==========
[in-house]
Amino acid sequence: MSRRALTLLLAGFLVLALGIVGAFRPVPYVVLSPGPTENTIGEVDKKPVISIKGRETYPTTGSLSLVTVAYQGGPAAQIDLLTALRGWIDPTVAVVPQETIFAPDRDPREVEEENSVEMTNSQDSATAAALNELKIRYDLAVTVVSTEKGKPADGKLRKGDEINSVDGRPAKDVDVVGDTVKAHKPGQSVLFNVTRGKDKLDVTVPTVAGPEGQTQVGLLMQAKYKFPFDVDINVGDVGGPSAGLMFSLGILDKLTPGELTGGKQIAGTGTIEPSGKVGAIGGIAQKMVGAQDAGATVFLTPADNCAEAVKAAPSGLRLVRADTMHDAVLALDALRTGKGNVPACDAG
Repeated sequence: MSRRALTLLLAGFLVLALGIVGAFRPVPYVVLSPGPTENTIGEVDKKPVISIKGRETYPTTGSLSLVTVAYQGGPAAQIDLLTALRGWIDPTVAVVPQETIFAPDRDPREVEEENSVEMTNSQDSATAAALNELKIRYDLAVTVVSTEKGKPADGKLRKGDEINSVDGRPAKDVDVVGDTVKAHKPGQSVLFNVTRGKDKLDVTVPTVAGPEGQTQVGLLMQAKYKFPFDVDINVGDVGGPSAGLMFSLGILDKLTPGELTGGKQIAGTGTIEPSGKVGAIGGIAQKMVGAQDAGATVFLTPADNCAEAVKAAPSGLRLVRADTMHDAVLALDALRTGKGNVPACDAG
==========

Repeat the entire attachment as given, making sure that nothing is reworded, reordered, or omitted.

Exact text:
[in-house]
Amino acid sequence: MSRRALTLLLAGFLVLALGIVGAFRPVPYVVLSPGPTENTIGEVDKKPVISIKGRETYPTTGSLSLVTVAYQGGPAAQIDLLTALRGWIDPTVAVVPQETIFAPDRDPREVEEENSVEMTNSQDSATAAALNELKIRYDLAVTVVSTEKGKPADGKLRKGDEINSVDGRPAKDVDVVGDTVKAHKPGQSVLFNVTRGKDKLDVTVPTVAGPEGQTQVGLLMQAKYKFPFDVDINVGDVGGPSAGLMFSLGILDKLTPGELTGGKQIAGTGTIEPSGKVGAIGGIAQKMVGAQDAGATVFLTPADNCAEAVKAAPSGLRLVRADTMHDAVLALDALRTGKGNVPACDAG
Repeated sequence: MSRRALTLLLAGFLVLALGIVGAFRPVPYVVLSPGPTENTIGEVDKKPVISIKGRETYPTTGSLSLVTVAYQGGPAAQIDLLTALRGWIDPTVAVVPQETIFAPDRDPREVEEENSVEMTNSQDSATAAALNELKIRYDLAVTVVSTEKGKPADGKLRKGDEINSVDGRPAKDVDVVGDTVKAHKPGQSVLFNVTRGKDKLDVTVPTVAGPEGQTQVGLLMQAKYKFPFDVDINVGDVGGPSAGLMFSLGILDKLTPGELTGGKQIAGTGTIEPSGKVGAIGGIAQKMVGAQDAGATVFLTPADNCAEAVKAAPSGLRLVRADTMHDAVLALDALRTGKGNVPACDAG